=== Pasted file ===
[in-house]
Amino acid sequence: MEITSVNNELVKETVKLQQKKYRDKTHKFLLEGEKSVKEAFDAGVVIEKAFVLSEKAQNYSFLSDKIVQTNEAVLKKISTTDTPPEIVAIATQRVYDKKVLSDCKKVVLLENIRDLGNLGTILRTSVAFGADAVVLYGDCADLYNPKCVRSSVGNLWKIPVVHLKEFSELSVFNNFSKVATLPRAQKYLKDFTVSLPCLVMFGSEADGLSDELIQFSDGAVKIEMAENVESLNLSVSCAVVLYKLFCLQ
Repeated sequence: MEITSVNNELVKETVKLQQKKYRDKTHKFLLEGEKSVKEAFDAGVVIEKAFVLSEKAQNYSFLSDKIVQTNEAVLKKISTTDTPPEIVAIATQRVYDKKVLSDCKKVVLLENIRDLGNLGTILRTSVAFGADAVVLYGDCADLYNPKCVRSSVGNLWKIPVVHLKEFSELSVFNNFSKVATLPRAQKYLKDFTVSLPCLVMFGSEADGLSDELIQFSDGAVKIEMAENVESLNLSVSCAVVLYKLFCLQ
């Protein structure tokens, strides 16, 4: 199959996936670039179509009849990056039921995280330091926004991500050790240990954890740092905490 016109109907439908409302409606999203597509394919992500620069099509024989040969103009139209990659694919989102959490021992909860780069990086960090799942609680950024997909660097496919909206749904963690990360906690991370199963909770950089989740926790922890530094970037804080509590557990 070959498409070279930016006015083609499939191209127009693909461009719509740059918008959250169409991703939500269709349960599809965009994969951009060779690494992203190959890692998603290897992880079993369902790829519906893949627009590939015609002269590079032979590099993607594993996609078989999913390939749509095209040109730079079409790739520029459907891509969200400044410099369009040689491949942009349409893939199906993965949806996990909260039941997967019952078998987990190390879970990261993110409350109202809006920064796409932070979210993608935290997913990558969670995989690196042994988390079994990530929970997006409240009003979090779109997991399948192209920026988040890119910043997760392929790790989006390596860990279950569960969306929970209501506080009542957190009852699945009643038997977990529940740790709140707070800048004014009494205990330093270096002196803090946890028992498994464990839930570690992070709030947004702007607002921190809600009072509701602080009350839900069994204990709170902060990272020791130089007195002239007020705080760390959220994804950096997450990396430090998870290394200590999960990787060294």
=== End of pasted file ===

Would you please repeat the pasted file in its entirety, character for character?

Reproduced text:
[in-house]
Amino acid sequence: MEITSVNNELVKETVKLQQKKYRDKTHKFLLEGEKSVKEAFDAGVVIEKAFVLSEKAQNYSFLSDKIVQTNEAVLKKISTTDTPPEIVAIATQRVYDKKVLSDCKKVVLLENIRDLGNLGTILRTSVAFGADAVVLYGDCADLYNPKCVRSSVGNLWKIPVVHLKEFSELSVFNNFSKVATLPRAQKYLKDFTVSLPCLVMFGSEADGLSDELIQFSDGAVKIEMAENVESLNLSVSCAVVLYKLFCLQ
Repeated sequence: MEITSVNNELVKETVKLQQKKYRDKTHKFLLEGEKSVKEAFDAGVVIEKAFVLSEKAQNYSFLSDKIVQTNEAVLKKISTTDTPPEIVAIATQRVYDKKVLSDCKKVVLLENIRDLGNLGTILRTSVAFGADAVVLYGDCADLYNPKCVRSSVGNLWKIPVVHLKEFSELSVFNNFSKVATLPRAQKYLKDFTVSLPCLVMFGSEADGLSDELIQFSDGAVKIEMAENVESLNLSVSCAVVLYKLFCLQ
């Protein structure tokens, strides 16, 4: 199959996936670039179509009849990056039921995280330091926004991500050790240990954890740092905490 016109109907439908409302409606999203597509394919992500620069099509024989040969103009139209990659694919989102959490021992909860780069990086960090799942609680950024997909660097496919909206749904963690990360906690991370199963909770950089989740926790922890530094970037804080509590557990 070959498409070279930016006015083609499939191209127009693909461009719509740059918008959250169409991703939500269709349960599809965009994969951009060779690494992203190959890692998603290897992880079993369902790829519906893949627009590939015609002269590079032979590099993607594993996609078989999913390939749509095209040109730079079409790739520029459907891509969200400044410099369009040689491949942009349409893939199906993965949806996990909260039941997967019952078998987990190390879970990261993110409350109202809006920064796409932070979210993608935290997913990558969670995989690196042994988390079994990530929970997006409240009003979090779109997991399948192209920026988040890119910043997760392929790790989006390596860990279950569960969306929970209501506080009542957190009852699945009643038997977990529940740790709140707070800048004014009494205990330093270096002196803090946890028992498994464990839930570690992070709030947004702007607002921190809600009072509701602080009350839900069994204990709170902060990272020791130089007195002239007020705080760390959220994804950096997450990396430090998870290394200590999960990787060294």